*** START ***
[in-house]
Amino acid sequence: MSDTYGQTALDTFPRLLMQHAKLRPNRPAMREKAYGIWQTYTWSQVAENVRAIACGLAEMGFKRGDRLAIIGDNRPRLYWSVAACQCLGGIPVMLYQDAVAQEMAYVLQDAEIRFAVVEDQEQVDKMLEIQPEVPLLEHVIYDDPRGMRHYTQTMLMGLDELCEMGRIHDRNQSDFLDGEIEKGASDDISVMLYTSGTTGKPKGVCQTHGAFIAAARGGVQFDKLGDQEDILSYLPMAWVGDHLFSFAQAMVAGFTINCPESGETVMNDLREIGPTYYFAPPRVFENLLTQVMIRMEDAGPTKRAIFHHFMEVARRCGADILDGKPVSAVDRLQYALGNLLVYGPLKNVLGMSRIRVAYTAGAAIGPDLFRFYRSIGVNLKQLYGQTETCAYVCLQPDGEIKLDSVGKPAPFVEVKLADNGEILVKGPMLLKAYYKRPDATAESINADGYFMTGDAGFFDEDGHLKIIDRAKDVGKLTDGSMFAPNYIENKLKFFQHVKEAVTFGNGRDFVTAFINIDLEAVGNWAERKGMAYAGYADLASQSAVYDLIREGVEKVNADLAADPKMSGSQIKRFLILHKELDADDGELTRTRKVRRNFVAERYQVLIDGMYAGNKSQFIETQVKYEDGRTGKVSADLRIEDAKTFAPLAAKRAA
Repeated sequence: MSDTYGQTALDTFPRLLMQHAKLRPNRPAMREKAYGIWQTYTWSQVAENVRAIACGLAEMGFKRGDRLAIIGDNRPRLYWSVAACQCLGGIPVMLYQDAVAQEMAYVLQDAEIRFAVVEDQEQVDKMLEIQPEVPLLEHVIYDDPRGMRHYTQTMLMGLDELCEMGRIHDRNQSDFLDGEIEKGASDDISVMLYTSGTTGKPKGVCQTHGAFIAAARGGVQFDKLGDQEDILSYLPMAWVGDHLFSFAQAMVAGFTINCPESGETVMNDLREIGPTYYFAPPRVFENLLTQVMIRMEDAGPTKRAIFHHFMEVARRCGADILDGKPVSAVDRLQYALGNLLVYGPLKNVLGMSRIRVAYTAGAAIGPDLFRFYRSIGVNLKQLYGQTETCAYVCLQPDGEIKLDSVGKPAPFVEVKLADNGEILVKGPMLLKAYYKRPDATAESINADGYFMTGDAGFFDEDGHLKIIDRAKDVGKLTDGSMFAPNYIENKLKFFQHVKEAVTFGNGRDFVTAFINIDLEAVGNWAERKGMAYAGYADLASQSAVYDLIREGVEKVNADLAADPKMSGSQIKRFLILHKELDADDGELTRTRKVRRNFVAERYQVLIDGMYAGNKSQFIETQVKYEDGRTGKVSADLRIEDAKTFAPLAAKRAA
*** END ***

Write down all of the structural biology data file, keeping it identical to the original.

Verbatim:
[in-house]
Amino acid sequence: MSDTYGQTALDTFPRLLMQHAKLRPNRPAMREKAYGIWQTYTWSQVAENVRAIACGLAEMGFKRGDRLAIIGDNRPRLYWSVAACQCLGGIPVMLYQDAVAQEMAYVLQDAEIRFAVVEDQEQVDKMLEIQPEVPLLEHVIYDDPRGMRHYTQTMLMGLDELCEMGRIHDRNQSDFLDGEIEKGASDDISVMLYTSGTTGKPKGVCQTHGAFIAAARGGVQFDKLGDQEDILSYLPMAWVGDHLFSFAQAMVAGFTINCPESGETVMNDLREIGPTYYFAPPRVFENLLTQVMIRMEDAGPTKRAIFHHFMEVARRCGADILDGKPVSAVDRLQYALGNLLVYGPLKNVLGMSRIRVAYTAGAAIGPDLFRFYRSIGVNLKQLYGQTETCAYVCLQPDGEIKLDSVGKPAPFVEVKLADNGEILVKGPMLLKAYYKRPDATAESINADGYFMTGDAGFFDEDGHLKIIDRAKDVGKLTDGSMFAPNYIENKLKFFQHVKEAVTFGNGRDFVTAFINIDLEAVGNWAERKGMAYAGYADLASQSAVYDLIREGVEKVNADLAADPKMSGSQIKRFLILHKELDADDGELTRTRKVRRNFVAERYQVLIDGMYAGNKSQFIETQVKYEDGRTGKVSADLRIEDAKTFAPLAAKRAA
Repeated sequence: MSDTYGQTALDTFPRLLMQHAKLRPNRPAMREKAYGIWQTYTWSQVAENVRAIACGLAEMGFKRGDRLAIIGDNRPRLYWSVAACQCLGGIPVMLYQDAVAQEMAYVLQDAEIRFAVVEDQEQVDKMLEIQPEVPLLEHVIYDDPRGMRHYTQTMLMGLDELCEMGRIHDRNQSDFLDGEIEKGASDDISVMLYTSGTTGKPKGVCQTHGAFIAAARGGVQFDKLGDQEDILSYLPMAWVGDHLFSFAQAMVAGFTINCPESGETVMNDLREIGPTYYFAPPRVFENLLTQVMIRMEDAGPTKRAIFHHFMEVARRCGADILDGKPVSAVDRLQYALGNLLVYGPLKNVLGMSRIRVAYTAGAAIGPDLFRFYRSIGVNLKQLYGQTETCAYVCLQPDGEIKLDSVGKPAPFVEVKLADNGEILVKGPMLLKAYYKRPDATAESINADGYFMTGDAGFFDEDGHLKIIDRAKDVGKLTDGSMFAPNYIENKLKFFQHVKEAVTFGNGRDFVTAFINIDLEAVGNWAERKGMAYAGYADLASQSAVYDLIREGVEKVNADLAADPKMSGSQIKRFLILHKELDADDGELTRTRKVRRNFVAERYQVLIDGMYAGNKSQFIETQVKYEDGRTGKVSADLRIEDAKTFAPLAAKRAA